Remote sensing of the environment with laser scanners can provide highly accurate 3D spatial definition of surfaces; however difficulties arise if the target surface is water. A feasibility experiment and a field test of terrestrial laser scanning technology for water surface measurements has been carried out and the results are summarised in this paper. The paper finds that a disturbed water surface as found in the surf zone is a suitable target for laser scanning and a case for further research utilising laser technology for water surface measurement is presented.
The measurement of water levels and to some extent water surface profiles has spanned many centuries. Starting with basic methods such as manual level readings, initial technology could only provide limited information for people interested in monitoring water levels. Thanks to the development of accurate electronic sensors over the previous century water measurement devices have become autonomous and highly accurate. Water level measurement is an essential part of planning, design and monitoring in areas such as water supply, seafaring, agriculture, construction and scientific investigation. Laser scanning technology is investigated in this paper for the purpose of wave measurement and in doing so presents the technology as a mechanism for collection of data for numerical model calibration.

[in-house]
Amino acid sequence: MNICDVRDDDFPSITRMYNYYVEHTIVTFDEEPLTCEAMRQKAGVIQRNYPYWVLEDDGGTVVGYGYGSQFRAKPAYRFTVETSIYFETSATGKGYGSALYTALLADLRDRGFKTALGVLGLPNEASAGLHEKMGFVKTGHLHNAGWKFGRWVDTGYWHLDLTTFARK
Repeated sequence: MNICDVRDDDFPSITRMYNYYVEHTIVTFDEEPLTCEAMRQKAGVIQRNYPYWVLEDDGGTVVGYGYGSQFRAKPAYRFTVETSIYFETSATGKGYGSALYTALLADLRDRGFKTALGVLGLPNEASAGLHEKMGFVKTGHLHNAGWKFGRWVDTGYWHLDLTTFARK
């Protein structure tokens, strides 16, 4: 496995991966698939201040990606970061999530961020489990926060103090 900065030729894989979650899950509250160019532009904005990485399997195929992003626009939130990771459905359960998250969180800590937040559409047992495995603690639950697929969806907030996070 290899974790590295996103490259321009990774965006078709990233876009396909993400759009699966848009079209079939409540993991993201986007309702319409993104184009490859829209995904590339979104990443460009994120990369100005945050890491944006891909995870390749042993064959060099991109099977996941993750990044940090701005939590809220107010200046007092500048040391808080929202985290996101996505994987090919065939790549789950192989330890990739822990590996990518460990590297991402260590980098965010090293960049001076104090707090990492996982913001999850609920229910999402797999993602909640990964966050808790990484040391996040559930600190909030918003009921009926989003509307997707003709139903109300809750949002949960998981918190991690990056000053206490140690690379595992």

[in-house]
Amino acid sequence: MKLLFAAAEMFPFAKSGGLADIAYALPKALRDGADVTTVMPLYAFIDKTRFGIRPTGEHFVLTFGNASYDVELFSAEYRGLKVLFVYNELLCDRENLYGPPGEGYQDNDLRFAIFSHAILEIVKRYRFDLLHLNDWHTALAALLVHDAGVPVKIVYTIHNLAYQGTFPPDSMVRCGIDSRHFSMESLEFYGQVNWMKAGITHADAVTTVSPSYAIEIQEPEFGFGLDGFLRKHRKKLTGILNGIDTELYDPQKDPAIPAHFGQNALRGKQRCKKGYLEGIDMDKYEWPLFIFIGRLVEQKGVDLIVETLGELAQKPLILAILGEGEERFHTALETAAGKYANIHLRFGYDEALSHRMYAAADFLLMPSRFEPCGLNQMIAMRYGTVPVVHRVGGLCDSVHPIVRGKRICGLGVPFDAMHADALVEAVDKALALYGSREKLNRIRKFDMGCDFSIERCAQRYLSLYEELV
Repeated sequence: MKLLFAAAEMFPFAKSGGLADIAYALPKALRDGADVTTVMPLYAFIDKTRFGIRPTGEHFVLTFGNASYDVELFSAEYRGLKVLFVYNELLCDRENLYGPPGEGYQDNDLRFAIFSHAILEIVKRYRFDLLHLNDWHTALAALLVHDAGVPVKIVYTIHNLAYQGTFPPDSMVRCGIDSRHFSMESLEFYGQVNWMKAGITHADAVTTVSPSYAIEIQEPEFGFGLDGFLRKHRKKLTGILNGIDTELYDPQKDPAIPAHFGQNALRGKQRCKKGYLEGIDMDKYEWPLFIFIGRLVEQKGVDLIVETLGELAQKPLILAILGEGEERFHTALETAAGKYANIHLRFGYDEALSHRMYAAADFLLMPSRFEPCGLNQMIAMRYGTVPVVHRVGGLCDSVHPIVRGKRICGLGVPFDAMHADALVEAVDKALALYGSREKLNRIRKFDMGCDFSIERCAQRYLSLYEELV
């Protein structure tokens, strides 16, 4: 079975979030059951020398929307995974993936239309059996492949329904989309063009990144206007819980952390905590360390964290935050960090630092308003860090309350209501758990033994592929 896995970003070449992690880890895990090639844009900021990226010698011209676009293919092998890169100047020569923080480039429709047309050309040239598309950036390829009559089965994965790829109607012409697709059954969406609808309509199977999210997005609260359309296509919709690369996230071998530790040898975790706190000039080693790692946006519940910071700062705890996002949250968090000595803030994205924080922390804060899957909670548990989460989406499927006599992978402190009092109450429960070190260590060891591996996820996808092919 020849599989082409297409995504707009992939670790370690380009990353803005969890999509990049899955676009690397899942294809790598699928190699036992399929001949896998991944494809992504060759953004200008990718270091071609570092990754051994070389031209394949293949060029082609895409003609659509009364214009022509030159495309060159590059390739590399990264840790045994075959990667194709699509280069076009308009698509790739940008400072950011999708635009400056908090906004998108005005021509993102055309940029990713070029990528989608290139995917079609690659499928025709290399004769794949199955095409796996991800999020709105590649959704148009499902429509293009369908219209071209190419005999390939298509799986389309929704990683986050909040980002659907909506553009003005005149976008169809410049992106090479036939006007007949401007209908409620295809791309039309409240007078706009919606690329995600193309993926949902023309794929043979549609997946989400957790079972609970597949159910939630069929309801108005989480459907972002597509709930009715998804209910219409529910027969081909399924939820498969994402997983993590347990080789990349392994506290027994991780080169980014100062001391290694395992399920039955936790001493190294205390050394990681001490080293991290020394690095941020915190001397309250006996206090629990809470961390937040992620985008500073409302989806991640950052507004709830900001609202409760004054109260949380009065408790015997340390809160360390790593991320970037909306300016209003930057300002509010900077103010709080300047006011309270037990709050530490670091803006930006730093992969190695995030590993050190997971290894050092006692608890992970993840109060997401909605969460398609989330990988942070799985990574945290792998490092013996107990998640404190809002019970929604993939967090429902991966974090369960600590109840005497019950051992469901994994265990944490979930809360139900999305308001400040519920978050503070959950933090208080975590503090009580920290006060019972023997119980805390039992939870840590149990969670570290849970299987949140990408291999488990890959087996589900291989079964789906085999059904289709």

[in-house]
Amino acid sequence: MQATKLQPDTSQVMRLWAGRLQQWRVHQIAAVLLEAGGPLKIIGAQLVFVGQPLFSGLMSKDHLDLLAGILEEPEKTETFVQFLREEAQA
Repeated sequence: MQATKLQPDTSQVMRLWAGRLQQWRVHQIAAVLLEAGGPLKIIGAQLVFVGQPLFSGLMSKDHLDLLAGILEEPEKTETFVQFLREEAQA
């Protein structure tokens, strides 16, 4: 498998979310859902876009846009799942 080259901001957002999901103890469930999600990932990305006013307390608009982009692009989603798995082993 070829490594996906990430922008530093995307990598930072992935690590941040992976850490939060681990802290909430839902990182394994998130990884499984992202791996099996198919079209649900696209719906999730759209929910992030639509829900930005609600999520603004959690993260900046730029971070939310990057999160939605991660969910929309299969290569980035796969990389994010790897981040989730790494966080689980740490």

The most common method for wave measurement in the field is the insitu approach. Remote sensing has recently become a high-tech method for spatial data collection, especially in surveying, and provides an alternative to the in-situ approach to wave measurement. When compared it is evident that there are certain advantages and disadvantages of either in-situ measurement or remote sensing. As technology improves the advantages of remote sensing will increase and as a result hold the potential to become a powerful tool for spatial definition of water profiles and surfaces